Ditching the bread doesn’t mean you have to ditch the sandwich. With a little creativity and an open mind, you can find delicious ways to still enjoy your fave handheld meal-in-one. Here are four simple ideas for crafting a newfangled sandwich while skipping the usual bread.
1. Fill your sandwich inside lettuce wraps. Biting into a sandwich nestled inside cooling, crunchy lettuce leaves is oh-so refreshing in these hottest of summer days. Skip your standard arugula or mâche greens for once--here, you’ll want to use the large iceberg or romaine lettuce. Find a large outer leaf without brown or soft spots, and give it a light rinse. When dry, fill with your sandwich ingredients. Our very own Jill Ettinger has a great tutorial here on making the perfect lettuce wraps. Take it one step farther and wrap the whole thing inside rice paper for summer spring rolls.
2. Stuff your sandwich inside a vegetable or fruit. Hollow out a large tomato or avocado and stuff the inside with your sandwich ingredients—egg or salmon salad as the sandwich filling make excellent choices. You can nosh on your creation with a fork and knife or go at it with both hands and a few extra napkins.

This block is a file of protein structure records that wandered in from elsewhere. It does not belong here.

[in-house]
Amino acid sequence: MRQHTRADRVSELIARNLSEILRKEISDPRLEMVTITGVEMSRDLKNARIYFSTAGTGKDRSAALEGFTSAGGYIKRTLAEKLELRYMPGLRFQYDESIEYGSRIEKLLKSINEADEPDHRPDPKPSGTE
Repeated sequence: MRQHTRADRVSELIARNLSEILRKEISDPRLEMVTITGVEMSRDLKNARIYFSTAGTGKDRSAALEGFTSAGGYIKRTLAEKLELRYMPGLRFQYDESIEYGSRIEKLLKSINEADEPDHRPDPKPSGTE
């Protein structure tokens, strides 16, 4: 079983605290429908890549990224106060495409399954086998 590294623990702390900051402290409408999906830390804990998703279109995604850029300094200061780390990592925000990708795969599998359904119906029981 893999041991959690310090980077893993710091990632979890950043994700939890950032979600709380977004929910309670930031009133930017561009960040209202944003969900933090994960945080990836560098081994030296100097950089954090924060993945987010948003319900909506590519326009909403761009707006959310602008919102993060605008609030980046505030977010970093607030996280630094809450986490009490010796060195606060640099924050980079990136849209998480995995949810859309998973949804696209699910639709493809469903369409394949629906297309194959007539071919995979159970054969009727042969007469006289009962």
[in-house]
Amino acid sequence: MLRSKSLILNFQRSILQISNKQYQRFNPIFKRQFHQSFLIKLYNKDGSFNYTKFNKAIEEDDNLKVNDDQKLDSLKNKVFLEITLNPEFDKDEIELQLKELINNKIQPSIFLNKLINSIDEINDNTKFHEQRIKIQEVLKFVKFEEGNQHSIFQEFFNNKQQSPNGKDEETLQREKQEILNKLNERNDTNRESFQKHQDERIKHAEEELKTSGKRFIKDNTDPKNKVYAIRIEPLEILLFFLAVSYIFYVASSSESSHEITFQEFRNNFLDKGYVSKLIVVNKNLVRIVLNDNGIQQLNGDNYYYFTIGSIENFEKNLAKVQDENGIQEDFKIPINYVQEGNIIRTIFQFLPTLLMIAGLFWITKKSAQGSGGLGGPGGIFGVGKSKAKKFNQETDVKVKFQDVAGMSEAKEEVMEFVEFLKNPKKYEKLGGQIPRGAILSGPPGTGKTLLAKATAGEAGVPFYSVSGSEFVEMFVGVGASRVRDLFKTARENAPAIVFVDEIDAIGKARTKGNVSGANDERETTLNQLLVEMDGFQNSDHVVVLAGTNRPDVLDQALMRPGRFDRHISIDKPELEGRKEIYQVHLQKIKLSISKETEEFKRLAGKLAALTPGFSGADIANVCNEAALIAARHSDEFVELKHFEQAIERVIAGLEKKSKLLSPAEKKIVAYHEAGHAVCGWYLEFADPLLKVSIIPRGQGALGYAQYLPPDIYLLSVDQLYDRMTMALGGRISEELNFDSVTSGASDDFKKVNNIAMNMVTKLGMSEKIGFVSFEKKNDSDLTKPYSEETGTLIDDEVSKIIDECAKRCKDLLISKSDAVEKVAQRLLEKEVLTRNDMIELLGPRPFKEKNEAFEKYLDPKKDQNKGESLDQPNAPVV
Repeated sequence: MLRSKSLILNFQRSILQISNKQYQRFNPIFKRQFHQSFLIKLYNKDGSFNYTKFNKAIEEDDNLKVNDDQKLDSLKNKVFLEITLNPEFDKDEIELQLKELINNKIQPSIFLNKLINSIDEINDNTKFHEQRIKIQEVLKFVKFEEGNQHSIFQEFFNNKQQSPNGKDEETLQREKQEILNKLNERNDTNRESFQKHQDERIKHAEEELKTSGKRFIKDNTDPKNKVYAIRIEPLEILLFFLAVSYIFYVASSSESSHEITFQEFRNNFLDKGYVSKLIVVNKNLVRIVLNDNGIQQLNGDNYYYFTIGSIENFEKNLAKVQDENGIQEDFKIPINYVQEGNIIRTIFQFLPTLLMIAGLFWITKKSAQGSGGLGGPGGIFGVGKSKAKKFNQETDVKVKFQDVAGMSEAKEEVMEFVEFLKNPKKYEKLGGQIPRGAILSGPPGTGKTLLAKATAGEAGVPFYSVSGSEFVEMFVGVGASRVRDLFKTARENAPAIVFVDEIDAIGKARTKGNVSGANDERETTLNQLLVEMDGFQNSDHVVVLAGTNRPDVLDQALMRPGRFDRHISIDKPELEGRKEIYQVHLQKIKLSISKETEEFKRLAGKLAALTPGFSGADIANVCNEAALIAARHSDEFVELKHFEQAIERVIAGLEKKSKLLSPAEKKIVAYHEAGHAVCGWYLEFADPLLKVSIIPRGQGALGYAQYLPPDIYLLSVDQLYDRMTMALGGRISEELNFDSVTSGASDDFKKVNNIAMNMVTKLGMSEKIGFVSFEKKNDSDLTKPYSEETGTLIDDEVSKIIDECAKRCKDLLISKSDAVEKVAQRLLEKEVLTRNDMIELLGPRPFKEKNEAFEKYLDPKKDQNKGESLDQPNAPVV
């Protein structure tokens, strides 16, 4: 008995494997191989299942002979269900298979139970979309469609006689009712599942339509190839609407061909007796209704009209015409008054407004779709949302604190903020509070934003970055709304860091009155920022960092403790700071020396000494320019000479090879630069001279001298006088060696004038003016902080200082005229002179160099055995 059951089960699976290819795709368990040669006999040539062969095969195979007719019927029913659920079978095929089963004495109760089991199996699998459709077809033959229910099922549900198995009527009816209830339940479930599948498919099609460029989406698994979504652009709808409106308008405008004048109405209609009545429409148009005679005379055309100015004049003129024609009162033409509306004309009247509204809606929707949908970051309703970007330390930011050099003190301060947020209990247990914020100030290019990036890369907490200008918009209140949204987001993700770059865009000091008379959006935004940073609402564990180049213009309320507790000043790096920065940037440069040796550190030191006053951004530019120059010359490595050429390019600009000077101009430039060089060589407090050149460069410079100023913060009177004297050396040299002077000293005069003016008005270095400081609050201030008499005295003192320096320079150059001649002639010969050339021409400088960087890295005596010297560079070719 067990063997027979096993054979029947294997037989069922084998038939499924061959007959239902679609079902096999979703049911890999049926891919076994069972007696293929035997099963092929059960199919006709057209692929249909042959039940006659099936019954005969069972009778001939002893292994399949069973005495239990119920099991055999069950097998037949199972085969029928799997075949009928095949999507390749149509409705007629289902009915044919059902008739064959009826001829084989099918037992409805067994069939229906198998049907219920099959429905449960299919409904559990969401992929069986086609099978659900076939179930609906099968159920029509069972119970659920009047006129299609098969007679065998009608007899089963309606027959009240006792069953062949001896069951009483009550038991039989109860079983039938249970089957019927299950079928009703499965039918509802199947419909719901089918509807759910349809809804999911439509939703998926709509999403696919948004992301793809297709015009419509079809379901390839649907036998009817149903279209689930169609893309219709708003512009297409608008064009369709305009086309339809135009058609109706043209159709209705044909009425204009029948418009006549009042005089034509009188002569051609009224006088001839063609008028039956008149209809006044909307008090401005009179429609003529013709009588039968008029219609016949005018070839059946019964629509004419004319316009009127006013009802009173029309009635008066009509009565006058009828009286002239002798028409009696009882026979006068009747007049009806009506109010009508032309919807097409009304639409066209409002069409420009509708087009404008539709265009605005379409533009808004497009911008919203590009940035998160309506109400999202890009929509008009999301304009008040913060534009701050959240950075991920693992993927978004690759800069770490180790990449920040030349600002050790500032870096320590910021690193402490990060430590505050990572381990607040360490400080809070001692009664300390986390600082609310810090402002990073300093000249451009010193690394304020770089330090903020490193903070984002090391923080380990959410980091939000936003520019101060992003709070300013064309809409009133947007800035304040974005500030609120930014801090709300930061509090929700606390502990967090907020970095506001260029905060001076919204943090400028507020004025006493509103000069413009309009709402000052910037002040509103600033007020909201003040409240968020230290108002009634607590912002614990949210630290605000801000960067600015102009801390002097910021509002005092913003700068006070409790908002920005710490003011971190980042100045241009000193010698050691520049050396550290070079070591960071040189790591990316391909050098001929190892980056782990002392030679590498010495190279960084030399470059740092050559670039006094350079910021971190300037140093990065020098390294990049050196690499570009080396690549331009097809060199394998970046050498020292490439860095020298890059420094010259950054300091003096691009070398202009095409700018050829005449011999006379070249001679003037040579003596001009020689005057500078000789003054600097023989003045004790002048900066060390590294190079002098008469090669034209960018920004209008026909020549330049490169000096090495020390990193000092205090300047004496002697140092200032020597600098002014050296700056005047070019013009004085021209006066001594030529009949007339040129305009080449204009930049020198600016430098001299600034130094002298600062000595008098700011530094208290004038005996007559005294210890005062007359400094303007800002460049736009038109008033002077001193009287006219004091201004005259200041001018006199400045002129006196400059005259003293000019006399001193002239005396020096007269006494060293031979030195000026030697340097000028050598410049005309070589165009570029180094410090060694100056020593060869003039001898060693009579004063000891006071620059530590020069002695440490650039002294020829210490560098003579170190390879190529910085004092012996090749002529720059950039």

3. Use sliced sturdy vegetables as the “bread slices” for your sandwich. Using round slices of solid, sturdy vegetables, such as zucchini squash or cucumbers, you can make adorable bite-sized sandwiches without much modification. Simply slice your vegetable into thick enough “bread slice” equivalents, then fill gently with meats, spreads like hummus or pesto, and/or fresh herbs. There’s a lovely photo here on Pinterest from yackattack.tumblr.com to give you a little visual inspiration.
4. Have a go at making raw “bread.” This one’s kind of a cheat, depending on who you ask. Make your own raw “bread” at home, using a dehydrator and some basic nuts, seeds, and/or fruits and vegetables—and get a raw “bread” that is a completely different—yet very wholesome—take on the traditional model. This recipe for Raw Almond, Flax, and Veggie Bread on choosingraw.com uses leftover almond and veggie pulp from making homemade juices and nut milks.
Image: Vegan Feast Catering